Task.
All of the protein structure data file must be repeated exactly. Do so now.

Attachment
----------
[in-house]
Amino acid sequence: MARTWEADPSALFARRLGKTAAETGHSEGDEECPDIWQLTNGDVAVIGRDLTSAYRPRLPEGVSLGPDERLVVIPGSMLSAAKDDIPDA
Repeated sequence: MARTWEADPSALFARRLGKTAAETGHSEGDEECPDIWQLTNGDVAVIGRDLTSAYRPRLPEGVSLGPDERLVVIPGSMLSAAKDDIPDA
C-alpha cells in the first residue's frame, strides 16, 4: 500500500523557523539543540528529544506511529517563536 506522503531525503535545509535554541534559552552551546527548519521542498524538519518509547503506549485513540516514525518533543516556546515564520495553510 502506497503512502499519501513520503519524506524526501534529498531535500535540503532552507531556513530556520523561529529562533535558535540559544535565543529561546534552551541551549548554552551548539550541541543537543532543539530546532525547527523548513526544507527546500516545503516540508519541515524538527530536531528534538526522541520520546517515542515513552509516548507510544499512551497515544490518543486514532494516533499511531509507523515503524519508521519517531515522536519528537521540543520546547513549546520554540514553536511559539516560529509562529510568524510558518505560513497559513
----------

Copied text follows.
[in-house]
Amino acid sequence: MARTWEADPSALFARRLGKTAAETGHSEGDEECPDIWQLTNGDVAVIGRDLTSAYRPRLPEGVSLGPDERLVVIPGSMLSAAKDDIPDA
Repeated sequence: MARTWEADPSALFARRLGKTAAETGHSEGDEECPDIWQLTNGDVAVIGRDLTSAYRPRLPEGVSLGPDERLVVIPGSMLSAAKDDIPDA
C-alpha cells in the first residue's frame, strides 16, 4: 500500500523557523539543540528529544506511529517563536 506522503531525503535545509535554541534559552552551546527548519521542498524538519518509547503506549485513540516514525518533543516556546515564520495553510 502506497503512502499519501513520503519524506524526501534529498531535500535540503532552507531556513530556520523561529529562533535558535540559544535565543529561546534552551541551549548554552551548539550541541543537543532543539530546532525547527523548513526544507527546500516545503516540508519541515524538527530536531528534538526522541520520546517515542515513552509516548507510544499512551497515544490518543486514532494516533499511531509507523515503524519508521519517531515522536519528537521540543520546547513549546520554540514553536511559539516560529509562529510568524510558518505560513497559513